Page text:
Mr. B .A El Mami Counselor General of the republic of Saharawi in South Africa
By Hassan Isilow
The republic of Saharawi has asked the African civil society to support them in the fight against human rights violations being committed by the Moroccan government against its people in the Western Sahara.
This appeal was made by Mr. B .A El Mami Counselor General of the republic of Saharawi in South Africa, while speaking to Africa witness in an exclusive interview.
‘‘We appeal to civil society organisations in Africa to help us in the campaign against human rights violations instigated by the Moroccan Government on innocent civilians in the Western Sahara’’ the diplomat appealed.
He said hundreds of Saharawi citizens had gone missing, and he believes they could have been killed while in Moroccan prisons.
Human rights organisations have previously reported that most people detained in Moroccan Prisons were tortured and maltreated in overcrowded spaces.
The Moroccan government has been illegally occupying the Western Sahara for many years, which has made some analysts to compare Israel’s Occupation of Palestine to the current situation in Saharawi.
By Hassan Isilow
African scholars are trying to bridge the current gap between North-Africa which is predominately Arab and the rest of the continent, through research aimed at regional integration.
This was revealed during the launch of a book entitled Regional Integration in Africa: Bridging the North – Sub-Saharan Divide. Published by the Africa Institute of South Africa, which is in the forefront of this campaign.
“This book came as a result of a research project conducted by the Africa Institute of South Africa. It examines the North African countries strategies of involvement with the rest of the continent and their integration initiatives,” said Dr .Matlotleng Matlou, Chief Executive Officer of the Africa Institute of South Africa.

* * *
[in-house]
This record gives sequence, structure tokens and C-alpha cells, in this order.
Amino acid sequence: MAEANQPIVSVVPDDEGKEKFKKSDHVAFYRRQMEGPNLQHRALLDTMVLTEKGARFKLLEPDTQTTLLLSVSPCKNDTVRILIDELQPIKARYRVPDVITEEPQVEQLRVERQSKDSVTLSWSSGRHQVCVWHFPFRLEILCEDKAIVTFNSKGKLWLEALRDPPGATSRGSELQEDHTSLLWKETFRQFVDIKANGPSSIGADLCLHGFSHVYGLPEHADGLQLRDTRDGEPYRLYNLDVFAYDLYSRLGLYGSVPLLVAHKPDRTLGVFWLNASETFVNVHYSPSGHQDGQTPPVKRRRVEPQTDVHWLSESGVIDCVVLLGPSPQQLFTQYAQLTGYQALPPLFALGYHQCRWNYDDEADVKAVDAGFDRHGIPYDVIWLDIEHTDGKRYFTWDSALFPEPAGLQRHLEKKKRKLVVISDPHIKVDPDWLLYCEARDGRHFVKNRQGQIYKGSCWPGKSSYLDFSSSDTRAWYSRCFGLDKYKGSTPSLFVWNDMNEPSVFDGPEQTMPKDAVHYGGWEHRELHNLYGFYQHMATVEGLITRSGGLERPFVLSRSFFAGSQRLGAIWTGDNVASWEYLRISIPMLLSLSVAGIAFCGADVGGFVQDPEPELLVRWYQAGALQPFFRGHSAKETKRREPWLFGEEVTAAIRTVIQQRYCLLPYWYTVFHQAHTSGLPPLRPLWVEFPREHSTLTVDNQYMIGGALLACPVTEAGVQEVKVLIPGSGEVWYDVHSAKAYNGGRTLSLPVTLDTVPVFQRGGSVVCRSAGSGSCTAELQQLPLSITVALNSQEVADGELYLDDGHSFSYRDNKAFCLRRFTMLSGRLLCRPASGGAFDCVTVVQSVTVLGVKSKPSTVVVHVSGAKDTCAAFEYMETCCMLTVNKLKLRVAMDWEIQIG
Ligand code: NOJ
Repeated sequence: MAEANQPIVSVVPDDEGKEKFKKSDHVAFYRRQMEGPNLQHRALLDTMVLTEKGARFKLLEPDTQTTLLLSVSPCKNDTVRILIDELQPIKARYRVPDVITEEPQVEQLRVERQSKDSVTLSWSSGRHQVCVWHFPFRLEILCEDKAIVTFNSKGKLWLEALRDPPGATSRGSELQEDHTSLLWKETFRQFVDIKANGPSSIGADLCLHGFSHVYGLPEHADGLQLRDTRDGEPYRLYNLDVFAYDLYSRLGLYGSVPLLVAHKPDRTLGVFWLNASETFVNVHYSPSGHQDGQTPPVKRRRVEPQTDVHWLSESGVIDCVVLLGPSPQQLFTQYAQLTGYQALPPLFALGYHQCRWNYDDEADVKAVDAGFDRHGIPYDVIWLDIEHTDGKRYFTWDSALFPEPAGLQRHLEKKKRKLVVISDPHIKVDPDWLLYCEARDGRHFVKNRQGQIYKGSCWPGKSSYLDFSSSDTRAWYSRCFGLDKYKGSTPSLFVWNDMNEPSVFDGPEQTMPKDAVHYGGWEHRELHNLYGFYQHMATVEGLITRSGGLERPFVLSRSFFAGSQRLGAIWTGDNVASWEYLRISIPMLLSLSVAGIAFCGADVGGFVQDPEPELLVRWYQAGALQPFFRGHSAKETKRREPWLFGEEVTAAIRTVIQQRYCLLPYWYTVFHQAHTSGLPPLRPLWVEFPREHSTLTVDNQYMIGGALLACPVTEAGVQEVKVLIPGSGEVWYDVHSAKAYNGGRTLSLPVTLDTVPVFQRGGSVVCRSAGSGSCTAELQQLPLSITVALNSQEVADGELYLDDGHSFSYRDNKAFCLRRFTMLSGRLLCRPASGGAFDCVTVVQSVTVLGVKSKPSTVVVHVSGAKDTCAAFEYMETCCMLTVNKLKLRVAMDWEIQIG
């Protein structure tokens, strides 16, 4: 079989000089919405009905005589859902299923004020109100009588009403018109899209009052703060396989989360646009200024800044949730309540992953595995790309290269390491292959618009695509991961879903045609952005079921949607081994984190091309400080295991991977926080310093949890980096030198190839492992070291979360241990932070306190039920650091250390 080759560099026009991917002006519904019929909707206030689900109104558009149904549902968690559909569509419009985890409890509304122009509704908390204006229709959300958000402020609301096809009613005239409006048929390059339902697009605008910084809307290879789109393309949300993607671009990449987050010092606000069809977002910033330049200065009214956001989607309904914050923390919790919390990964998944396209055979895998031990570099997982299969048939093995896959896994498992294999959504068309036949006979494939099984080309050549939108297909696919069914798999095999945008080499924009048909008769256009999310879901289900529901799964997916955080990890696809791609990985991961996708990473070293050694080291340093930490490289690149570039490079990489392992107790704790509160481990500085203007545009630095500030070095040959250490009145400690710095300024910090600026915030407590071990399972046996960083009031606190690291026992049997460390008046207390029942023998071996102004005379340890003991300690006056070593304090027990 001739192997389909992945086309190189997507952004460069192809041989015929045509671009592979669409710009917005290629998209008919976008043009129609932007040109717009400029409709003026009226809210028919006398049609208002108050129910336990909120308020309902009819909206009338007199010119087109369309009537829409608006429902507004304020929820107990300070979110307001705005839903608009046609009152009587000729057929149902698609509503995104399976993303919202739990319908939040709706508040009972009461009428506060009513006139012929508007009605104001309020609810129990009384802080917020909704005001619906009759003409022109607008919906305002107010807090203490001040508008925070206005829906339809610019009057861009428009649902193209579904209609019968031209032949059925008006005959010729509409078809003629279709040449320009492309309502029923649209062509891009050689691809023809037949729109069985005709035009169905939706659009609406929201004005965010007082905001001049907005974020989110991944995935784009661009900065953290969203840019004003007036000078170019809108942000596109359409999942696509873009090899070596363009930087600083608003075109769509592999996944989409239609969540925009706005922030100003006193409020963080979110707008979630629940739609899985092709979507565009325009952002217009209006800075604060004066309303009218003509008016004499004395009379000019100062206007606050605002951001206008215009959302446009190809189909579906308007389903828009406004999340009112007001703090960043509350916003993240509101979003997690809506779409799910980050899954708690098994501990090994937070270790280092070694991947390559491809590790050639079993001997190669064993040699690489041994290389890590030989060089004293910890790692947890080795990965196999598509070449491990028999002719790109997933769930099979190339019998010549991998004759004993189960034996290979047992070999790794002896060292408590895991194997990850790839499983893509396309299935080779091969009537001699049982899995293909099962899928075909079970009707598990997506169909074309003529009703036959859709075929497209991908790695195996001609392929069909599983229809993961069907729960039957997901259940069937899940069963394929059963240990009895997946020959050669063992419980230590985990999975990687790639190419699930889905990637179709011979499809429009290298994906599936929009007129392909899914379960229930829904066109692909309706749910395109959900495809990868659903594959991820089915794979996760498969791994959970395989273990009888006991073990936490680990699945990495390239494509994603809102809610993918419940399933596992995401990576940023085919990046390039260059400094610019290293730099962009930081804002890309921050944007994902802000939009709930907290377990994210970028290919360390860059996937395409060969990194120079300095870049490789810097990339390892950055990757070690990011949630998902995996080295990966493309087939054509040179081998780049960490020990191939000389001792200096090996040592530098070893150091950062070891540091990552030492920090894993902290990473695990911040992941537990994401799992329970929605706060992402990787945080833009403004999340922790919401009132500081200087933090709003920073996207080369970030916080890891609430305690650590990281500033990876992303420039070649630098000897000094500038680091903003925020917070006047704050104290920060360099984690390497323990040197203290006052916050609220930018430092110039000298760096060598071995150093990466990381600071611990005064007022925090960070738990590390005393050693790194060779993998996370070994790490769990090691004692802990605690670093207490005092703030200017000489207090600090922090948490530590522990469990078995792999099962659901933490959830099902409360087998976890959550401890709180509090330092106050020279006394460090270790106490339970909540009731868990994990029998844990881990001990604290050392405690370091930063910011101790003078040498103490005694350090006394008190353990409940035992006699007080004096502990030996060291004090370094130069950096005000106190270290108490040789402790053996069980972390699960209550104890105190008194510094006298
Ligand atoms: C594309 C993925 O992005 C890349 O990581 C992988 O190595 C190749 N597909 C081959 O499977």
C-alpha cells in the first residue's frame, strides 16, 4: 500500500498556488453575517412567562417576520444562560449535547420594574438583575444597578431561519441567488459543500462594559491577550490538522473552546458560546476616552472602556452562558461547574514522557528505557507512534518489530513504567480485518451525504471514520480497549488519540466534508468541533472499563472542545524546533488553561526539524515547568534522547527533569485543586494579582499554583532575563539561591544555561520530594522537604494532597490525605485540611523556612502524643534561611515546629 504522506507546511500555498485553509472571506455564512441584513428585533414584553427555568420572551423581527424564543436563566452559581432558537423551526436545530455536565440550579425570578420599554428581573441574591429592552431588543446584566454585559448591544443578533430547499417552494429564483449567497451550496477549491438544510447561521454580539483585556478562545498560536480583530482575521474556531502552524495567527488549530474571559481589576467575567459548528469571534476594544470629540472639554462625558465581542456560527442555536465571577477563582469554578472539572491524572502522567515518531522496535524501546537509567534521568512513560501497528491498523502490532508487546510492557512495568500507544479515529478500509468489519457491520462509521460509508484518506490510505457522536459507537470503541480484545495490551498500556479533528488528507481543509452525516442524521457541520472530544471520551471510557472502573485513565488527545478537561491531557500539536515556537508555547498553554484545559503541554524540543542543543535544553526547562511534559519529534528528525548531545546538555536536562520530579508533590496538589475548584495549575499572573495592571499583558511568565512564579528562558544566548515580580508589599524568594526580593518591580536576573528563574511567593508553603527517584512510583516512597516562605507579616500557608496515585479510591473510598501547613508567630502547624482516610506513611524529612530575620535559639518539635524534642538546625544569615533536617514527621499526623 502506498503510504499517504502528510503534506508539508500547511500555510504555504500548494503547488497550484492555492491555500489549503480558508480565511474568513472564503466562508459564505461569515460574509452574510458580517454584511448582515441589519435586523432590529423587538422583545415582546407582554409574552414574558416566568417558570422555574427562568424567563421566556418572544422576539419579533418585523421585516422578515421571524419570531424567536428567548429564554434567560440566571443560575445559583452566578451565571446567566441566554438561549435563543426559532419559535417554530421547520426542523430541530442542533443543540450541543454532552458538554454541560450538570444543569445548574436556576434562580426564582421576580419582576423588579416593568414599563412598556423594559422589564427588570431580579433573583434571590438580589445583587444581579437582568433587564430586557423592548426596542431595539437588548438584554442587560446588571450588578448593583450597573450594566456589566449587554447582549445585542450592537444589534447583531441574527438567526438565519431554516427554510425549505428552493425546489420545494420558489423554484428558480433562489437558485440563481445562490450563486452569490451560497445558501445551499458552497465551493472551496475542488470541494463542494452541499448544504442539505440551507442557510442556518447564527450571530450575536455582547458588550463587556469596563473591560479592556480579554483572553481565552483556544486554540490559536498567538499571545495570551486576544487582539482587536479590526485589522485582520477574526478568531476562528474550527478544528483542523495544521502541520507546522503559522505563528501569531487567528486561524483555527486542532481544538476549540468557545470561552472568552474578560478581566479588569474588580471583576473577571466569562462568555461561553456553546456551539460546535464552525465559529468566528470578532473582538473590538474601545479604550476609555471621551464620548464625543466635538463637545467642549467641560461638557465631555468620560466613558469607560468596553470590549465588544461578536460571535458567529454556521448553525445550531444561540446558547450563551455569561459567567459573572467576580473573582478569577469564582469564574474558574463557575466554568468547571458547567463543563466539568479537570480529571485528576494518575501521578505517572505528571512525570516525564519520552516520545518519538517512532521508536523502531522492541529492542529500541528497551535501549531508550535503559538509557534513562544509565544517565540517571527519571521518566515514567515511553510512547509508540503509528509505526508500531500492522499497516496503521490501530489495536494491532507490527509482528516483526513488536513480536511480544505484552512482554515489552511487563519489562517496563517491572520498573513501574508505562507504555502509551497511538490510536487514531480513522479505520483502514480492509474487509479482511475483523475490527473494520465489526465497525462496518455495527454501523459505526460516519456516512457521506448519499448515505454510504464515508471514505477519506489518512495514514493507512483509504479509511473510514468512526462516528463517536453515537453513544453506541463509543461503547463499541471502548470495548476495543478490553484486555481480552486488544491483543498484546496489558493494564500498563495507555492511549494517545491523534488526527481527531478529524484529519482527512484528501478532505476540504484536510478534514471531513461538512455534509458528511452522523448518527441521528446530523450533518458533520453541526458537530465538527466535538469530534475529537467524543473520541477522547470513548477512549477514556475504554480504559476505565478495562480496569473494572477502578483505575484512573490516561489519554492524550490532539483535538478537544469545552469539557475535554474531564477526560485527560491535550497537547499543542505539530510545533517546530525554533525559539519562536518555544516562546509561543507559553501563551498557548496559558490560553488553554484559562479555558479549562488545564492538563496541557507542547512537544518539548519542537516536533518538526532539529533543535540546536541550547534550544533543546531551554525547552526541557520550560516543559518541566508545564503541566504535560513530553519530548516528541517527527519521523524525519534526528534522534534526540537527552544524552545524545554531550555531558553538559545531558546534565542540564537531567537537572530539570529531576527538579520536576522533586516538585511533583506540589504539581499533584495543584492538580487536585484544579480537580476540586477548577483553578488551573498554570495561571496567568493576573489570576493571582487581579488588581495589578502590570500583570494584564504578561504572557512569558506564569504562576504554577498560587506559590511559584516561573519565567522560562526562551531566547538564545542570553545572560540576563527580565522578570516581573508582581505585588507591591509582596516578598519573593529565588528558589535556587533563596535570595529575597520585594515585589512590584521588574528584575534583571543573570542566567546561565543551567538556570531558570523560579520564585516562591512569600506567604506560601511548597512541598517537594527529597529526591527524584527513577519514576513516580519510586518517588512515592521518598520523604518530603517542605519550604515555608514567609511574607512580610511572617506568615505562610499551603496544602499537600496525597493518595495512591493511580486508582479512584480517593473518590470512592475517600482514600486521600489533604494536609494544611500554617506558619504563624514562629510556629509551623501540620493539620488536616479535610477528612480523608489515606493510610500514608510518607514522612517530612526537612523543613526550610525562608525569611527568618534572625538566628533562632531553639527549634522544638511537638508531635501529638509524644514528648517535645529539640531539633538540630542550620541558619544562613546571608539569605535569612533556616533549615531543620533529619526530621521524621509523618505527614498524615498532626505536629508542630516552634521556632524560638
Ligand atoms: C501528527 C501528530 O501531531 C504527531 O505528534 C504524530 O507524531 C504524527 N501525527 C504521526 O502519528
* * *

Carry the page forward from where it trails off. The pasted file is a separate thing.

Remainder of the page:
Speaking at the launch of the book held at the Department of Science and Technology head offices in Pretoria, editor of the book, Dr Hamdy A Hassan, Professor of Political Science at Zayed University in Dubai, explained that the book tried to examine why there was a gap between the predominantly Arab North Africa and the rest of the continent.
Hassan believes the book will help many policy makers and academics on the continent to understand causes for the divide and address them appropriately. According to Hassan, the book looked at major issues involving Egypt, Libya, Tunisia, Algeria, Morocco and Mauritania. “These countries, in most cases, have been treated as separate from sub-Saharan Africa. However, the historical interests indicate that the North African countries have been and still are closely connected with the rest of the African continent,” he said.
Representatives from the embassies of Brazil, Chad, China, Democratic Republic of Congo, Egypt, Germany, Kenya, Mauritania, Romania, Sudan, Senegal, Swaziland, Saharawi and Venezuela participated in an open discussion debating the contents of the book and its relevance to the current political climate in North Africa and the rest of the continent.
The book consists of two parts with the first five chapters written in English, while the last six chapters are written in Arabic.